Cover damages
Market Damages
Loss in value
How are cover damages available to the buyer determined?
cover price - contract price if buyer covers in good faith.
How are market damages available to the buyer determined?
market price - contract price if buyer does not cover in good faith or does not cover at all.
How is a loss in value for the buyer determined?
value as promised - value delivered if buyer keeps non-conforming goods
What are the 4 options available to seller for expectation damages?
Resale damages
Market damages
Lost profit
Contract price
How are resale damages available to the seller calculated?
contract price - resale price if seller resells in good faith.
How are market damages available to the seller calculated?
contract price - market price if seller does not resell in good faith or does not resell at all
When are lost profits available to a seller as expectation damages?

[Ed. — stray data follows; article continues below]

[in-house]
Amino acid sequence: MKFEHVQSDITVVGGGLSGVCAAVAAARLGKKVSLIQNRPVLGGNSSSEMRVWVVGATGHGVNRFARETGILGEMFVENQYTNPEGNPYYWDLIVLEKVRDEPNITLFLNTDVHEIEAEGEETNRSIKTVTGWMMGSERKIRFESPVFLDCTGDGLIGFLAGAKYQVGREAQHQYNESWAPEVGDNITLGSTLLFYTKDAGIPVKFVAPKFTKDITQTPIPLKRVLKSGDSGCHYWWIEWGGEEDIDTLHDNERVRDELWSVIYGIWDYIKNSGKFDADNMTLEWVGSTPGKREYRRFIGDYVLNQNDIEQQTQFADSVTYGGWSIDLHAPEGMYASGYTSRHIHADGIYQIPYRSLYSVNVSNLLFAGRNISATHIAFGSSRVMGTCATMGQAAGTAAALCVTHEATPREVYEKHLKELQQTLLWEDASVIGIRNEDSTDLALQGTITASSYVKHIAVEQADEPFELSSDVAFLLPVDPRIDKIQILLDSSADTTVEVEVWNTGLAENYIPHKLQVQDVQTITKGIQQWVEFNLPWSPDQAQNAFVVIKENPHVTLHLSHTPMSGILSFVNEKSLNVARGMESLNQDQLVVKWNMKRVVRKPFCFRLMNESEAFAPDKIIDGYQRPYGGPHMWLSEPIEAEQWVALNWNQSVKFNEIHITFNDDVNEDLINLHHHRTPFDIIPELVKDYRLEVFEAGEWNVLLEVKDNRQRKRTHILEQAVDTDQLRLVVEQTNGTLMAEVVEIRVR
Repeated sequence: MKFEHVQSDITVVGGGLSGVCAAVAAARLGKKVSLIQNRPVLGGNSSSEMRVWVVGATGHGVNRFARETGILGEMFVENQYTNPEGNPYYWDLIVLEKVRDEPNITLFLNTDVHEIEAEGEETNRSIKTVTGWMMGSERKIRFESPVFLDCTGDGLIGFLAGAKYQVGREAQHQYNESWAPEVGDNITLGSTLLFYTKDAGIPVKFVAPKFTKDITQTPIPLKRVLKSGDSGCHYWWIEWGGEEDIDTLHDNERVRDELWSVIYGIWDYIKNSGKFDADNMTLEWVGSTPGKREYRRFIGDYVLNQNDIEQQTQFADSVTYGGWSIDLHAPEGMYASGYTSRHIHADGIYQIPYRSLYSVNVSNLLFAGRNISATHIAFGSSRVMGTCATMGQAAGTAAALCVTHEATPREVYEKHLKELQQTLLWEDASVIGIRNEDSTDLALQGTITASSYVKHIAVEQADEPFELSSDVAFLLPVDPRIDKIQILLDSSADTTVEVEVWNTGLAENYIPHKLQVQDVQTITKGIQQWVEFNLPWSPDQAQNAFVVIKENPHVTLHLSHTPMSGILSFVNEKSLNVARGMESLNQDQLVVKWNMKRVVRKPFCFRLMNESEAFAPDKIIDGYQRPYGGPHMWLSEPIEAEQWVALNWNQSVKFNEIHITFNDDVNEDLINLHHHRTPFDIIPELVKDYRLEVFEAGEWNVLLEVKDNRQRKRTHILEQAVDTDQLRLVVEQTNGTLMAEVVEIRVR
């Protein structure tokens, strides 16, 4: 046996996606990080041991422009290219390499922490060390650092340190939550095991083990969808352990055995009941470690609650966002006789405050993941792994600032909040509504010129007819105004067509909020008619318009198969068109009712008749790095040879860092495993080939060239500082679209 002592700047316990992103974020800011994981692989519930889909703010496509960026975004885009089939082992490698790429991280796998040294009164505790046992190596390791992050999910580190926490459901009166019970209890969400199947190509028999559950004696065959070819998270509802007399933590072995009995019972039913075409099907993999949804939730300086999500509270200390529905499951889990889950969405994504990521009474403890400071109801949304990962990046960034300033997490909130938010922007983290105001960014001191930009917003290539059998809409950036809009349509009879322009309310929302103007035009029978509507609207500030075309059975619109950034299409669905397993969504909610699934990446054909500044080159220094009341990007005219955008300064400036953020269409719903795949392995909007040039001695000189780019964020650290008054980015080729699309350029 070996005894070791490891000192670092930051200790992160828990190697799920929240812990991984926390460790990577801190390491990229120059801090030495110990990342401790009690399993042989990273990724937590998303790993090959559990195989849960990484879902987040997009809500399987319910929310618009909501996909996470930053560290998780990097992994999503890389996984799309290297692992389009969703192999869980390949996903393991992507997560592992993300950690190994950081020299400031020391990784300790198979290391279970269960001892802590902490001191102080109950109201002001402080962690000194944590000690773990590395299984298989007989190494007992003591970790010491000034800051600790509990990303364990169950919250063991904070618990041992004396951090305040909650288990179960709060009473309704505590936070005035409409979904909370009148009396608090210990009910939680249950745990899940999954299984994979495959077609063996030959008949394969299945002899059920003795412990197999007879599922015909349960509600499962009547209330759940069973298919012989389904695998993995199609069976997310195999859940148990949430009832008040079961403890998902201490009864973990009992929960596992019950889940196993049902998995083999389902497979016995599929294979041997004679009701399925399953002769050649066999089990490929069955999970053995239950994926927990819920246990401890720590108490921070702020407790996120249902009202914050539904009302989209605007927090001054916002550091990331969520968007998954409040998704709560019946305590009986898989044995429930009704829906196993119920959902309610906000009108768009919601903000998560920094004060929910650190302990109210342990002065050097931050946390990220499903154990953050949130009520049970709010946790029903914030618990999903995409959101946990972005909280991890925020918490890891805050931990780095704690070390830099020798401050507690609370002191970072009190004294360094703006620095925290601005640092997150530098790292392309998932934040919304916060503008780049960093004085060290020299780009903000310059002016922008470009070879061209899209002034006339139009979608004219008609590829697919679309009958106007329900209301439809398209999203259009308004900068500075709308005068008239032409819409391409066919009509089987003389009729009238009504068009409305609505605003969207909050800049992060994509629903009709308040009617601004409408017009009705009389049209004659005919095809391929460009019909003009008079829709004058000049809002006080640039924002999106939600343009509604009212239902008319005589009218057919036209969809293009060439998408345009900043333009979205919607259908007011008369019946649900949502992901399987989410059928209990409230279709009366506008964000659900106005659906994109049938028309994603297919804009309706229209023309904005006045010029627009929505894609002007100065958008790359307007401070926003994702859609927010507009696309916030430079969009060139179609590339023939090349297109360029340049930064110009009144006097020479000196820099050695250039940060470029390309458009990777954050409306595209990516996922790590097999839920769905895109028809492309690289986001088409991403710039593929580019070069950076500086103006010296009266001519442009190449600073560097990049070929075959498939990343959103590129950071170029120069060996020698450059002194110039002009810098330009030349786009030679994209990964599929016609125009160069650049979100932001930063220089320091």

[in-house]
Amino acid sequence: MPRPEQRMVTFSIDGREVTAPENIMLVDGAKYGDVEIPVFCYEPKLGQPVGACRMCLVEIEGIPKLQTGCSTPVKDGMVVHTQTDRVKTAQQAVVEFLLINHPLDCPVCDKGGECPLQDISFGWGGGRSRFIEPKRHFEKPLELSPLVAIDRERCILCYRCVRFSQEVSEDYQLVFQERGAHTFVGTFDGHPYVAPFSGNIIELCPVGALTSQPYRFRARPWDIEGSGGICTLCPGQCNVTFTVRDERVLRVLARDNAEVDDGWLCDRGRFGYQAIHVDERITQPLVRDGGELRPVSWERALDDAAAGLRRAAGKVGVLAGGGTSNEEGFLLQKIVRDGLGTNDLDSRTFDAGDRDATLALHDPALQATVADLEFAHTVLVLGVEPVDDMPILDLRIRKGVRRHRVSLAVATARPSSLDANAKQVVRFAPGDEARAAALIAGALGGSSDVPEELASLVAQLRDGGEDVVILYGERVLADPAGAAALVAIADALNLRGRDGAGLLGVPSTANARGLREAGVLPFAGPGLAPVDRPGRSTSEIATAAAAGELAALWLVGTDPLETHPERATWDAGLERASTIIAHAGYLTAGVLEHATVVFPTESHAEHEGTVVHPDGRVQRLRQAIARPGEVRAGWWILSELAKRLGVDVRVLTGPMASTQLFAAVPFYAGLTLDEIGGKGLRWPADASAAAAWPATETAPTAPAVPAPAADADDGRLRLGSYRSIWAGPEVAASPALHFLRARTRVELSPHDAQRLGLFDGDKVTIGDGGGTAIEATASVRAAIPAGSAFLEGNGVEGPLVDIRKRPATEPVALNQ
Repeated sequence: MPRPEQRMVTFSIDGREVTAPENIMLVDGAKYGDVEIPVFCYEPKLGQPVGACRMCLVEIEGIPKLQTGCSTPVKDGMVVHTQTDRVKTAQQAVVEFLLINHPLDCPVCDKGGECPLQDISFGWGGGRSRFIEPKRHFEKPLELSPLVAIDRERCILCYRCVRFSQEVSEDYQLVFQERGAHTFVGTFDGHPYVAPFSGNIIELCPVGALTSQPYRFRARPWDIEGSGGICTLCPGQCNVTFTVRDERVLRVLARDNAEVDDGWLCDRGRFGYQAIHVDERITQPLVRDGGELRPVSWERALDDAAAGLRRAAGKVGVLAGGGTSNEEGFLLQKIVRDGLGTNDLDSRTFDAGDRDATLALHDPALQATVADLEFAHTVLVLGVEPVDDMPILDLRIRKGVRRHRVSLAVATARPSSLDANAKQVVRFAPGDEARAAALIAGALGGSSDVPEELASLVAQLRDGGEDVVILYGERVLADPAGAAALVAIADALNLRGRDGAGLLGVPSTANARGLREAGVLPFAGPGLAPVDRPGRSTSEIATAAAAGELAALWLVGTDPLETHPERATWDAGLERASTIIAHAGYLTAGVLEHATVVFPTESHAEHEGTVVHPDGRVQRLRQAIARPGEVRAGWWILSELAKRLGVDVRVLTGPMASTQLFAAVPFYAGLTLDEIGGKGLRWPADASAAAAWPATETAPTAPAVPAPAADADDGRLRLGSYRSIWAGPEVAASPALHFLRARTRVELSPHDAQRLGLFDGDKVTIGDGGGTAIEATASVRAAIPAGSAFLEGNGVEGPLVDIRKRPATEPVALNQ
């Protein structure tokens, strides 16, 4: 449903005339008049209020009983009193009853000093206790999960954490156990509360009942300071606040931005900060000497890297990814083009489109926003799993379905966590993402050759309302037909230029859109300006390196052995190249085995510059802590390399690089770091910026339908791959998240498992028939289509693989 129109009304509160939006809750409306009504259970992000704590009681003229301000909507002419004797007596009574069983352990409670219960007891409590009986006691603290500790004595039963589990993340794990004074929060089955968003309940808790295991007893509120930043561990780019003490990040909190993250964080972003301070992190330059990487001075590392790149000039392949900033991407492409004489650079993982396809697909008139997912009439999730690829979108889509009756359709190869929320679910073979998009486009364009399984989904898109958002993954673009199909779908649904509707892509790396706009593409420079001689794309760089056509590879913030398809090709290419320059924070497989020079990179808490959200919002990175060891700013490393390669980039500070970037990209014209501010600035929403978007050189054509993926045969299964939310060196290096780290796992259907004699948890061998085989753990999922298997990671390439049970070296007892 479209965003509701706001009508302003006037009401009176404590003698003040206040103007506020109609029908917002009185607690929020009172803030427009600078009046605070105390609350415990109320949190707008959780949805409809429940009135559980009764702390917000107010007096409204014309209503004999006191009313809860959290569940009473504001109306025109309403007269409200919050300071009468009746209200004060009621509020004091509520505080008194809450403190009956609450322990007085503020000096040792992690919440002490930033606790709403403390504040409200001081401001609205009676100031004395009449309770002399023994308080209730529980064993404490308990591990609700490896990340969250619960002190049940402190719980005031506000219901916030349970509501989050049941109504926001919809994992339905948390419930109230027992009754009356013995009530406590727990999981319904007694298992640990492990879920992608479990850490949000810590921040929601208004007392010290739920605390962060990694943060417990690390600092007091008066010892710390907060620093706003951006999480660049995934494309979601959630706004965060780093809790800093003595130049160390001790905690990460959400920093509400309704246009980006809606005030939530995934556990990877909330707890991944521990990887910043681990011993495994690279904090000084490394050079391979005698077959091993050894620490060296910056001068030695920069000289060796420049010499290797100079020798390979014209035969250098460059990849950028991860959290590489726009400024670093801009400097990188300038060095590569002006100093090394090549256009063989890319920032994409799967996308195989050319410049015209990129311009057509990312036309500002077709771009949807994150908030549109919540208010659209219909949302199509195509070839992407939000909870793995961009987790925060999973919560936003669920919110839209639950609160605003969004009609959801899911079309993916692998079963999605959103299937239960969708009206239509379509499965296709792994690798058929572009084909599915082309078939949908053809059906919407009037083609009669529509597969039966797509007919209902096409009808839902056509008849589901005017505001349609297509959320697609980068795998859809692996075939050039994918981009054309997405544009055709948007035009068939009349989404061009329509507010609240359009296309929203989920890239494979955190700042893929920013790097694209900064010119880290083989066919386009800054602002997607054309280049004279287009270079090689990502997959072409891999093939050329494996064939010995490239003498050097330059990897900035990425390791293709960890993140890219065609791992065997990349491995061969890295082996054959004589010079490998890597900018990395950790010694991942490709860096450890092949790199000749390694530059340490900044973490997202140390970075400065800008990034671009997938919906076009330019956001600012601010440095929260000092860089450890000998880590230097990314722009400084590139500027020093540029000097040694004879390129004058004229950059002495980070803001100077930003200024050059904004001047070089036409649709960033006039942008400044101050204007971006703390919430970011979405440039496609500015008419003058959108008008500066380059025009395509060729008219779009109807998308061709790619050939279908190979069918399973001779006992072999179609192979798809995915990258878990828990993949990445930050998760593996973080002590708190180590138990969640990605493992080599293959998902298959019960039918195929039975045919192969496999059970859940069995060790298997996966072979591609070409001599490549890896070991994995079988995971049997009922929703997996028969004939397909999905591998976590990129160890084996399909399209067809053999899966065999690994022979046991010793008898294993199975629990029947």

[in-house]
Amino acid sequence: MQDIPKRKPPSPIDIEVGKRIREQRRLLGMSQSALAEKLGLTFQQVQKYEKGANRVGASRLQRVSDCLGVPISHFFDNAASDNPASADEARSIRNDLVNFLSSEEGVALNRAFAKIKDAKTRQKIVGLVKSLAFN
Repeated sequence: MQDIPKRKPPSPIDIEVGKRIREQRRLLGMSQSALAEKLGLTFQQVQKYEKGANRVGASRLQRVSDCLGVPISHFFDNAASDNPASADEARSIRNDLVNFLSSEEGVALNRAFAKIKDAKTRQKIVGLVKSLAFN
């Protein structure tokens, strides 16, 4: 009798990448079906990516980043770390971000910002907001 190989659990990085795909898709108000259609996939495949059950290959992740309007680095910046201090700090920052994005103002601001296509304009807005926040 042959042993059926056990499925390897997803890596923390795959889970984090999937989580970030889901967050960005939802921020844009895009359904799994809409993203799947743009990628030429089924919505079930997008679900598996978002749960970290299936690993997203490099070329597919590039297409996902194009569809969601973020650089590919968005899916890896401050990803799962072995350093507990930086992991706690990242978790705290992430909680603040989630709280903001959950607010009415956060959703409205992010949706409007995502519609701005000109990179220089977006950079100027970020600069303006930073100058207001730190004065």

lost profit if seller is a lost volume dealer.
Bar exam tip - this is how it always appears on the MBE - a dealer resells the same goods for the same price. The bar examiners are trying to trick you into saying the dealer's damages are $0, but don't be fooled. The dealer has lost the profit it would have made on the initial sale.
When is the contract price available to the seller as expectation damages?
contract price if seller cannot resell goods
What are incidental damages and who are they available to?
cost of transporting or caring for goods after breach and costs associated with arranging a substitute transaction. Available to both buyer and seller.
What are consequential damages and who are they available to?
injury to person or property, lost profits and damage to reputation if it was foreseeable at the time of the contract. Available only to the buyer.
What are avoidable damages?
an injured party cannot get damages he could have avoided ("mitigated") with reasonable effort. However, under art. 2, the injured party does not have to arrange a substitute transaction and can still get market damages.
What are the non-monetary remedies?
Specific Performance
Anticipatory repudiation
Right to request adequate assurance
Unpaid seller's right to reclaim goods
When is specific performance available?